It really works much like successful businesses or companies. You empower your subordinates to make decisions and take action that they determine is correct. Of course you have constraints of laws, rules, treaties, money, diplomacy that must be understood.

Following orders...well certainly privates that have a few months in the military don't make many big decisions and do alot of following orders, but still make decisions that are appropriate for their pay grade.
Seems reasonable the way you put it. Maybe your used to a good unit or maybe that's more widespread than I realize. But the structure is one of command and thus orders. What happens if someone disobeys a direct order?

There are many examples of what I talk about here form the first world war and the trenches, wow, what a mess. To what I view on the news in the middle east, soldiers firing on civilians and many who don't want to but are under orders.

In the police force for example a good friend of mine was sent years ago because of his size and capability up north to help deal with the minors strike in the Thatcher years. The things they were ordered to do took him a little while to recover from.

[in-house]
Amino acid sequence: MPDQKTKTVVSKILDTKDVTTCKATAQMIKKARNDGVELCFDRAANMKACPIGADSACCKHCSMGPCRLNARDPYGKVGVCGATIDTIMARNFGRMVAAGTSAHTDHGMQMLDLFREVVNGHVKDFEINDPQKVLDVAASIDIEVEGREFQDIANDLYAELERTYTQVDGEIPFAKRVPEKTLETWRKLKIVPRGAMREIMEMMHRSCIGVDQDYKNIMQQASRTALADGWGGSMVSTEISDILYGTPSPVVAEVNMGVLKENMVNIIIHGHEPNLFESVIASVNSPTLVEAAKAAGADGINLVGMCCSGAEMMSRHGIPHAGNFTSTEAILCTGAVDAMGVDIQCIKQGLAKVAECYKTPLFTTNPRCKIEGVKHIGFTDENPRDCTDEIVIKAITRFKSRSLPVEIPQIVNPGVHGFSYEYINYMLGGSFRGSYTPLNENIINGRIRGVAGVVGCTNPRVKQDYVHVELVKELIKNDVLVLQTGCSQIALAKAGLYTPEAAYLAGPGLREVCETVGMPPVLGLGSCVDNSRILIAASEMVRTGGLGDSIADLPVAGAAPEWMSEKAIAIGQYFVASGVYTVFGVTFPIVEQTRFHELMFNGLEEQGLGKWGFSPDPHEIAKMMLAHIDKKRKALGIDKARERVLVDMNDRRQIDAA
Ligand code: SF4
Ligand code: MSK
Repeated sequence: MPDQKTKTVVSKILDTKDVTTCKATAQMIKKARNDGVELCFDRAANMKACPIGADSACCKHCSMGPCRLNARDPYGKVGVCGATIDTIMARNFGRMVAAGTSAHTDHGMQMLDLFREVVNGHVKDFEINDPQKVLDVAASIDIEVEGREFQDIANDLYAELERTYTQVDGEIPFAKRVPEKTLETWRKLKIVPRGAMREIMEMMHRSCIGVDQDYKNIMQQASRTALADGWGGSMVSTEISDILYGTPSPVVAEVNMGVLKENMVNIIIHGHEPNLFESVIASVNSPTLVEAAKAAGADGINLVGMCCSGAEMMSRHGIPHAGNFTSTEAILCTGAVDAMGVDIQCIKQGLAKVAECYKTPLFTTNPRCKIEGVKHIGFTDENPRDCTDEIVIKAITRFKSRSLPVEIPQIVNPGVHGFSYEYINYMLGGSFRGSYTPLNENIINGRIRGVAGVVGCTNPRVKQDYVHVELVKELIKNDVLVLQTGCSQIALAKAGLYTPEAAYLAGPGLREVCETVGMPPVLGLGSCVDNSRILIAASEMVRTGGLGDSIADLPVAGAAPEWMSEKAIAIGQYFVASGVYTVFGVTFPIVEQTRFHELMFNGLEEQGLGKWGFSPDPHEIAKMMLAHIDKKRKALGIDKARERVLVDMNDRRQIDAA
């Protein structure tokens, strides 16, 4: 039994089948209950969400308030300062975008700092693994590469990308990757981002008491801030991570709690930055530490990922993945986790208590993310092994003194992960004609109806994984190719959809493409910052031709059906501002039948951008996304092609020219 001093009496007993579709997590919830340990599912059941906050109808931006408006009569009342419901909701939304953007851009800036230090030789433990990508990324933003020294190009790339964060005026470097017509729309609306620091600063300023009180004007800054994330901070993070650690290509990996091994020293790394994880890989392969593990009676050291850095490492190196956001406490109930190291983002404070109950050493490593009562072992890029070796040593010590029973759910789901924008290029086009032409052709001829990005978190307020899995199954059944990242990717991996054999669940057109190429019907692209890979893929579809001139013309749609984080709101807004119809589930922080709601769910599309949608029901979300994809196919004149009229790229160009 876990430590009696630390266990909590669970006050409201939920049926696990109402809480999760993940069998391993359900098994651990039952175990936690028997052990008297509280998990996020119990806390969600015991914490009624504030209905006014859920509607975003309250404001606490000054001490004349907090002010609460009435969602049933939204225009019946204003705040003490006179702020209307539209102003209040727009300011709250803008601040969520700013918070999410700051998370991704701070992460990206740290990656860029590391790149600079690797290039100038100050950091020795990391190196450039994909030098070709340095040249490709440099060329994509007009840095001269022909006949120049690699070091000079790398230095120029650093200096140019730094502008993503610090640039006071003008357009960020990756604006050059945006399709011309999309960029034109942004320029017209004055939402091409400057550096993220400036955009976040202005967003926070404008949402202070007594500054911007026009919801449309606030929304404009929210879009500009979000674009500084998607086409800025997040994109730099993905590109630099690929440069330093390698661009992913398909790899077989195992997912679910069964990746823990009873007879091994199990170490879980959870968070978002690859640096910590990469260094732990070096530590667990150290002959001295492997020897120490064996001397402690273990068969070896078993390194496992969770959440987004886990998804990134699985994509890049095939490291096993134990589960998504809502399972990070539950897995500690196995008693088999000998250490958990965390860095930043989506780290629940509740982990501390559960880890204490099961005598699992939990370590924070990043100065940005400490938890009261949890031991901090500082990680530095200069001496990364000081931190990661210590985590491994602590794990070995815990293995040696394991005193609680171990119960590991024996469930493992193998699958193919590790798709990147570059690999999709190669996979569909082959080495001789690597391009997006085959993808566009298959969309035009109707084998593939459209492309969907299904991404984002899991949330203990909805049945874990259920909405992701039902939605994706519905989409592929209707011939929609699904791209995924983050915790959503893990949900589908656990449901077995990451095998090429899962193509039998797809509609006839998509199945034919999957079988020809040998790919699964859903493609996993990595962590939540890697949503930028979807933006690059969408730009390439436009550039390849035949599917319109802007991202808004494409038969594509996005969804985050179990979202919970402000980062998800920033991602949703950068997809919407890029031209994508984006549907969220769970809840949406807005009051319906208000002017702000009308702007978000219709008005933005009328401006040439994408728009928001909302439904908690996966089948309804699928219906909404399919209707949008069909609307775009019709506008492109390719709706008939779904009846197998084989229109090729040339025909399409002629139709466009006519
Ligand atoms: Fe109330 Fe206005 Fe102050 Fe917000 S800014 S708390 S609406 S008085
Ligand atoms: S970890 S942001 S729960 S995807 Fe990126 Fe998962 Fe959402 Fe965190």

The fact is that when someone in charge isn't so wise then the subordinates generally have to follow the orders for that is all part and parcel of command structure, without which it breaks down. Ther'es not many who would stand up to and go against bad orders.

Once again it comes down to those in charge in such structures. Wiser people in charge then things pan out as you describe. Arrogant control freaks in charge, mmm, trouble and sheep.

Regards.G.
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Old 11-23-2011, 11:52 AM   #71
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Re: To help or not to help

He's telling you we don't say "red Indian" anymore. We say "native American." Get with the program. :+)

And wolves aren't aggressive, at least not in the hunting context. It's a category error, like referring to wild animals as "gentle." Anybody who says something like that is not only clueless, but is blowing a particularly dangerous variety of smoke.
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Old 11-23-2011, 12:25 PM   #72